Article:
Many employers and their employees use the statutory mileage allowances known as ‘authorised mileage allowance payments’ (AMAPs). These are scale amounts that employers can pay to employees using their own vehicle for business travel. For cars and vans, the scale rate is 45p per mile for up to 10,000 miles in the tax year and 25p per mile above this.
Qualifying travel expenses
Qualifying travel is a necessary condition for both travelling and subsistence expenses to be treated as an exempt expense (and also in the use of business mileage rates for cars and vans). A business journey is one which either involves travel:
- from one place of work to another or
- from home to a temporary workplace or vice versa.
Journeys between an employee’s home and a place of work which he or she regularly attends are not business journeys. These journeys are ‘ordinary commuting’ and the place of work is often referred to as a permanent workplace. This means that the travel costs for these journeys cannot be claimed as an expense.
The term ‘temporary workplace’ means that the employee attends the place for a limited duration or temporary purpose. However, some travel between a temporary workplace and home may not qualify for relief if the trip made is ‘substantially similar’ to the trip made to or from the permanent workplace. ‘Substantially similar’ is interpreted by HMRC as a trip using the same roads for most of the journey.
There are many types of journeys undertaken by employees so ensuring it is a business journey is vital especially as the term ‘travel expenses’ includes the actual costs of travel together with any subsistence expenditure and other associated costs of making the journey such as toll charges.
Pooled Cars and Vans
Some employers may have cars or vans that are readily available for business use by a number of employees.
These cars or vans, not allocated to any one employee and only available for genuine business use are known as pooled cars and vans.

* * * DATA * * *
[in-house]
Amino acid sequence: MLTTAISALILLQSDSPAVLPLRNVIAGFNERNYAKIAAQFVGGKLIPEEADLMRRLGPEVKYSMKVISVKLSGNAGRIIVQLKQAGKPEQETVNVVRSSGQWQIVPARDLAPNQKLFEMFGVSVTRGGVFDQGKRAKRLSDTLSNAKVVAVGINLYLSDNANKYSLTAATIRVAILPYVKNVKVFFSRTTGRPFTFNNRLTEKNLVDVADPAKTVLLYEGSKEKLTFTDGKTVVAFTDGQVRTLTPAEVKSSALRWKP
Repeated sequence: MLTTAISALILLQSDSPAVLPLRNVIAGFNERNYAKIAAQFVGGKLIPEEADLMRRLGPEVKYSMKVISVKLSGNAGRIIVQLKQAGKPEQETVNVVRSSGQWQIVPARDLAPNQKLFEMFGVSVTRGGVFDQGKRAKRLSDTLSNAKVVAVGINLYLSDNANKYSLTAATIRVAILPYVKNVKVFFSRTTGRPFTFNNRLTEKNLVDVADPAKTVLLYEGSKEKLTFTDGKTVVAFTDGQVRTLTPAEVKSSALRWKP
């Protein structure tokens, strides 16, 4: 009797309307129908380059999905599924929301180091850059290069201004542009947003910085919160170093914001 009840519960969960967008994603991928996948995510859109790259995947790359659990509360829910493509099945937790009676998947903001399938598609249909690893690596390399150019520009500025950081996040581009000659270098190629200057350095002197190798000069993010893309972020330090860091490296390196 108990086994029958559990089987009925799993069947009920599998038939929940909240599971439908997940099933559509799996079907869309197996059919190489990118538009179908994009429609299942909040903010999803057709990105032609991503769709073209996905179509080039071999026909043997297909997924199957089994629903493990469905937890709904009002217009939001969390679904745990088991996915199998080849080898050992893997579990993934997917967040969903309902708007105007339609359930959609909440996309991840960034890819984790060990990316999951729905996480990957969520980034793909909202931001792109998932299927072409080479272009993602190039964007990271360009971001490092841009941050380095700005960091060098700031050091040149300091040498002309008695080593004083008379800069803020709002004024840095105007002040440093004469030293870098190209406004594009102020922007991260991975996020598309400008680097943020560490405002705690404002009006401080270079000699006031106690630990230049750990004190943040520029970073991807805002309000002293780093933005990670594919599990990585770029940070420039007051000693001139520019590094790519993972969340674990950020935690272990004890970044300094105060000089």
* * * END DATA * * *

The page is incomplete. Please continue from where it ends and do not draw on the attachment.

No car or van benefit arises on a pooled car or van providing it satisfies all the following
It was made available to, and actually used by, more than one of those employees
It was made available, in the case of each of those employees, by reason of the employee's employment
It was not ordinarily used by one of those employees to the exclusion of the others
In the case of each of those employees, any private use of it made by the employee was merely incidental to the employee's other use of it in that year
It was not normally kept overnight on or near any residential premises where any of the employees lived, except while being kept overnight on premises occupied by the person making it available to them. HMRC will generally accept that a car is not normally kept overnight at employees' homes if the total number of nights on which it is taken home by employees, for whatever reason, is less than 60% of the total number of nights in the period under review.
All employers should have checking processes in place regardless of whether they use scale rates or specific reimbursement.
If there is a lack of evidence that amounts paid to employees represent business expenses, the business can be charged penalties for errors in completion of P11Ds.
In some cases if the expenses are non-business expenses the employer may also be responsible for PAYE and NIC underpayments.